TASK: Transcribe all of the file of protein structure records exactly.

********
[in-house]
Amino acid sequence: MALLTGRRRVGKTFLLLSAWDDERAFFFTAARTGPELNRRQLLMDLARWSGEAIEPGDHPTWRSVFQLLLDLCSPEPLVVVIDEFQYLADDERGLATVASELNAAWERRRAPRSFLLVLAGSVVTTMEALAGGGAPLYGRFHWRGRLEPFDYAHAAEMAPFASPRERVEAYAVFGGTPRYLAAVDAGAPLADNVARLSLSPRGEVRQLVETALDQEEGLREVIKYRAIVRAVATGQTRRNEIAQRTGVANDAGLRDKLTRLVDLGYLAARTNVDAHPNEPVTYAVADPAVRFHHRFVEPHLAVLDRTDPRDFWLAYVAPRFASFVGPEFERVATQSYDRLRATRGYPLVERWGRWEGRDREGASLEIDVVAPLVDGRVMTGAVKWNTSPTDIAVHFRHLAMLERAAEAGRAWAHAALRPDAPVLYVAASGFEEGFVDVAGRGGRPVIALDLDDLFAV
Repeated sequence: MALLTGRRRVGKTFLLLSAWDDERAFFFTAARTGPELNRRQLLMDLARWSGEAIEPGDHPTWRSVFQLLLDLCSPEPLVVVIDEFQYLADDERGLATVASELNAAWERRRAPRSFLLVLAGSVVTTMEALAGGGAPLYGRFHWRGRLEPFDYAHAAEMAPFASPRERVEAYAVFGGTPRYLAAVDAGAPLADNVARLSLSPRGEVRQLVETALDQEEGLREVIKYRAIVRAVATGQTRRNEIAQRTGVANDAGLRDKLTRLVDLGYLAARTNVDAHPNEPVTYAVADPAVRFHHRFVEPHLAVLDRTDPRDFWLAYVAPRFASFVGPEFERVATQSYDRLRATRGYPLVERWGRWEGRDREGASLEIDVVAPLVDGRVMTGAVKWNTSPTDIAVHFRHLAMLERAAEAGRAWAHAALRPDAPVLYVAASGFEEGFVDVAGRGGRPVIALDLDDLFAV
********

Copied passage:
[in-house]
Amino acid sequence: MALLTGRRRVGKTFLLLSAWDDERAFFFTAARTGPELNRRQLLMDLARWSGEAIEPGDHPTWRSVFQLLLDLCSPEPLVVVIDEFQYLADDERGLATVASELNAAWERRRAPRSFLLVLAGSVVTTMEALAGGGAPLYGRFHWRGRLEPFDYAHAAEMAPFASPRERVEAYAVFGGTPRYLAAVDAGAPLADNVARLSLSPRGEVRQLVETALDQEEGLREVIKYRAIVRAVATGQTRRNEIAQRTGVANDAGLRDKLTRLVDLGYLAARTNVDAHPNEPVTYAVADPAVRFHHRFVEPHLAVLDRTDPRDFWLAYVAPRFASFVGPEFERVATQSYDRLRATRGYPLVERWGRWEGRDREGASLEIDVVAPLVDGRVMTGAVKWNTSPTDIAVHFRHLAMLERAAEAGRAWAHAALRPDAPVLYVAASGFEEGFVDVAGRGGRPVIALDLDDLFAV
Repeated sequence: MALLTGRRRVGKTFLLLSAWDDERAFFFTAARTGPELNRRQLLMDLARWSGEAIEPGDHPTWRSVFQLLLDLCSPEPLVVVIDEFQYLADDERGLATVASELNAAWERRRAPRSFLLVLAGSVVTTMEALAGGGAPLYGRFHWRGRLEPFDYAHAAEMAPFASPRERVEAYAVFGGTPRYLAAVDAGAPLADNVARLSLSPRGEVRQLVETALDQEEGLREVIKYRAIVRAVATGQTRRNEIAQRTGVANDAGLRDKLTRLVDLGYLAARTNVDAHPNEPVTYAVADPAVRFHHRFVEPHLAVLDRTDPRDFWLAYVAPRFASFVGPEFERVATQSYDRLRATRGYPLVERWGRWEGRDREGASLEIDVVAPLVDGRVMTGAVKWNTSPTDIAVHFRHLAMLERAAEAGRAWAHAALRPDAPVLYVAASGFEEGFVDVAGRGGRPVIALDLDDLFAV